I don’t “do” New’s Year Eve. I’m not a Hogmanay kind of a guy. And no, it’s not because I’m a grouch or a curmudgeon or a hater or people (although I have been known to be all three of those things from time to time).
Once, in my early 20s, I went out with a group of friends to a lively Broadstairs pub on NYE. It had been a long-planned event, and I was encouraged to go; I was keen to spend time with my friends, so of course I said yes. It was a painful experience; not because of the people I was with, but because of my surroundings.
We were crammed into a corner – the same corner, in fact, as the DJ with his massive speakers and tendency to SHOUT EVERY WORD INTO THE MIC, terrified as he seemed to be that no-one would otherwise be able to hear him over the cacophony of noise that suffused every corner of the pub.
Getting to the loo was a near-impossibility, and I had my backside groped twice as I attempted it (the lights were down incredibly low and there was a haze of smoke – that’s how long ago we’re talking – so an act of temporary blindness on their part).
I was very glad when we staggered, temporary tinnitus ringing in our ears and throats hoarse from shouting and second-hand smoke, from the pub at some ungodly hour in the morning. I am greatly in favour of ungodly hours of the morning, but resolved then never to spend them in pubs on New Year’s Eve ever again.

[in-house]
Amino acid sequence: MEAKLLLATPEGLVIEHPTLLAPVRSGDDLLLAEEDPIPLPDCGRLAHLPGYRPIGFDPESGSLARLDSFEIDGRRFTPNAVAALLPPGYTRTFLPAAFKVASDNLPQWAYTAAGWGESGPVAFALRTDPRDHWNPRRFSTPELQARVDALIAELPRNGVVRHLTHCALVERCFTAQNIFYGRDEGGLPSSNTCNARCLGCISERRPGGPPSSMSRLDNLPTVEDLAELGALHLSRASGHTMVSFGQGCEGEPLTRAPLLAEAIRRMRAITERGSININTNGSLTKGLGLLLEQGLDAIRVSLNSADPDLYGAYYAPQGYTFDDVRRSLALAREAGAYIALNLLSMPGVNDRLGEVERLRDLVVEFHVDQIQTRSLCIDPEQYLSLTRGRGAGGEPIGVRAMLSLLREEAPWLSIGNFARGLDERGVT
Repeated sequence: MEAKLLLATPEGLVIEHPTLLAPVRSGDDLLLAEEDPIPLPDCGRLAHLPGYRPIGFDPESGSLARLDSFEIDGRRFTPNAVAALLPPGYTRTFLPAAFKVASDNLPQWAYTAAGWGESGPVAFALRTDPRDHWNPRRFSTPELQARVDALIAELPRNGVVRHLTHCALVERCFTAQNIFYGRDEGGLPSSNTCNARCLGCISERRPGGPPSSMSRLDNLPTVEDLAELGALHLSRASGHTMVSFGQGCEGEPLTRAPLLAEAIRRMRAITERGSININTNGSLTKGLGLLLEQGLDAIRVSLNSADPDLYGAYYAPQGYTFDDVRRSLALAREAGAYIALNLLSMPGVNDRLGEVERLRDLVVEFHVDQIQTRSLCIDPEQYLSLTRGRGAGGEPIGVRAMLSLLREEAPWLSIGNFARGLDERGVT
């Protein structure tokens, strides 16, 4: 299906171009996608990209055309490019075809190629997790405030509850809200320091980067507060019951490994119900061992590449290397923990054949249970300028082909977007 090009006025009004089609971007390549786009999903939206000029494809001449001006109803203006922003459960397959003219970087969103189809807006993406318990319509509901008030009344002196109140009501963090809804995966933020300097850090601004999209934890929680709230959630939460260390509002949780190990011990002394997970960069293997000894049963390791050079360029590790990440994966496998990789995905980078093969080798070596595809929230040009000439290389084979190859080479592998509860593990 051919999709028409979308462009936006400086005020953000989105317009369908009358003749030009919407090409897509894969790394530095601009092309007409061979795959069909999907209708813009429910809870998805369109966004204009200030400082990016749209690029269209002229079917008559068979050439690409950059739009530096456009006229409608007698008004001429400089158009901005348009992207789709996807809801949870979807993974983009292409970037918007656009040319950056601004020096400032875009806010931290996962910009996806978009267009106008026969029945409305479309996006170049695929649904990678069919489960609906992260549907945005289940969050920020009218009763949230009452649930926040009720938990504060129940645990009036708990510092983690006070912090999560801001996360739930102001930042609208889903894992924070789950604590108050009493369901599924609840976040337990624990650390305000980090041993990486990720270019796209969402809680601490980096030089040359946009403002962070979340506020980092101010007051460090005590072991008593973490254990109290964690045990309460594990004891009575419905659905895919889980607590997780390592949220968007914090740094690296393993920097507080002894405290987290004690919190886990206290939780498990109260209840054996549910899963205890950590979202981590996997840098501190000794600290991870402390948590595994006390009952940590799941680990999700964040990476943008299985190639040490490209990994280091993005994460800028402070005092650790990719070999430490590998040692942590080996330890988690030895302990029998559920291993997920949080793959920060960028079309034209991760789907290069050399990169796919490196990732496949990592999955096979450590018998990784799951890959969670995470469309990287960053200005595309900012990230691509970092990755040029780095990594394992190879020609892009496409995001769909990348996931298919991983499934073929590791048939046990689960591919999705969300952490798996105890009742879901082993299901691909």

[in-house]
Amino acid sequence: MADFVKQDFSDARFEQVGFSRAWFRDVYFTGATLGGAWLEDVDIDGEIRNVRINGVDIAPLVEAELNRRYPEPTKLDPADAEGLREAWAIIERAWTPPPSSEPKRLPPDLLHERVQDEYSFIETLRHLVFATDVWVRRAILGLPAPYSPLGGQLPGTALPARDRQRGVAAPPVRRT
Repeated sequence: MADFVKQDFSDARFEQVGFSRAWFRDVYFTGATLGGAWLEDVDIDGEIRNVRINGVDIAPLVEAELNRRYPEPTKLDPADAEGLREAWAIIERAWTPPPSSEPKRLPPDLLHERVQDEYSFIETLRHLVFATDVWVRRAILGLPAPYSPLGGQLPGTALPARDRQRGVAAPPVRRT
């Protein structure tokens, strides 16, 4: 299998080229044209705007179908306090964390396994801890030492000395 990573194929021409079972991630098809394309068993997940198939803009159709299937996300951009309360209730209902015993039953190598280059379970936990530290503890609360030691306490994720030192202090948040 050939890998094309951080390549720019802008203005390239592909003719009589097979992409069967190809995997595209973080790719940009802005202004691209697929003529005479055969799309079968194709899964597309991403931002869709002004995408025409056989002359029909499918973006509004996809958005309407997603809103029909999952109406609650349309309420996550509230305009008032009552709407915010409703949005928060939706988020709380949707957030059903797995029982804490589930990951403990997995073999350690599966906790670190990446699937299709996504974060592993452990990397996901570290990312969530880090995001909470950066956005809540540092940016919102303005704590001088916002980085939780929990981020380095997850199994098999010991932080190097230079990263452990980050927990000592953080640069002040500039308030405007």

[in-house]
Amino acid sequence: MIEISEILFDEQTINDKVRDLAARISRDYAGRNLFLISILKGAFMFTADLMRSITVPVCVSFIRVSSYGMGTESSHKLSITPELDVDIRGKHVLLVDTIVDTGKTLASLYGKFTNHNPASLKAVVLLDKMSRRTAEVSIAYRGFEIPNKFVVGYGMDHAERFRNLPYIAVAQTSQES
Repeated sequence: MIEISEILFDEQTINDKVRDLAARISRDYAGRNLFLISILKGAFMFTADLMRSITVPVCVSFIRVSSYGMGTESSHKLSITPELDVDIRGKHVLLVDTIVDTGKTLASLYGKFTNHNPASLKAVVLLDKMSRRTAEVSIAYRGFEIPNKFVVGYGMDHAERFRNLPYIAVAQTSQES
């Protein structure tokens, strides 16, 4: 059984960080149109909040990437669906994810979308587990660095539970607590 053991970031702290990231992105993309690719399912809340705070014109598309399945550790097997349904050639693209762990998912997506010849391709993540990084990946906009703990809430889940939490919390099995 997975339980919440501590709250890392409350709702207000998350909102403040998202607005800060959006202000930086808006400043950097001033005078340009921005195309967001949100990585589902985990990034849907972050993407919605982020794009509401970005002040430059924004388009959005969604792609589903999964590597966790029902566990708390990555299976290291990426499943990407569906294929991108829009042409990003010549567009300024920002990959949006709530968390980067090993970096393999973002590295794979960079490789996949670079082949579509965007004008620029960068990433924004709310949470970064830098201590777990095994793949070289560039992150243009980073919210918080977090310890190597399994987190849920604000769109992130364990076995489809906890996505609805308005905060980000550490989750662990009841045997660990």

I actually enjoy New Year’s Eve, as it’s a good excuse to relax – if you’re in the right company – with friends or family (or both), or perhaps even go to bed early with a good book and a cup of cocoa. I’ve spent a couple of NYEs by myself, once out of choice, in my early 30s, just to recharge my batteries after a hectic week, and once because I was ill. On that particular evening, I’d actually gone to visit some friends, but when I found myself sitting quietly in the hallway because it was the coolest part of their house, nursing a throbbing head, I soon found myself back home and in bed by 9pm. Did the trick, through; I felt brilliant the following day.
Fortunately, the sort of people I hang around with are low maintenance kind of people, even the writers. I’ve watched Big Ben on the TV, spent the evening so engrossed in card games that we hadn’t even noticed that it was midnight, and having a discussion on favourite authors cut off because what felt like a thousand party poppers exploded over my head. I may have miscounted the number of party poppers.
People exert so much effort onto their NYE plans sometimes that I wonder if it’s ever actually worth it. Investing so much energy and hope into a single evening – thinking that we should do this or that – is sad; we should do what we want, rather than what is expected of us.
I’ve come to enjoy my NYE get-togethers, in whatever form they take, and have firmly resolved to always ensure I’m ringing in a new year doing what I want with people I like; that’s a good recipe with which to start off a new year, wouldn’t you say?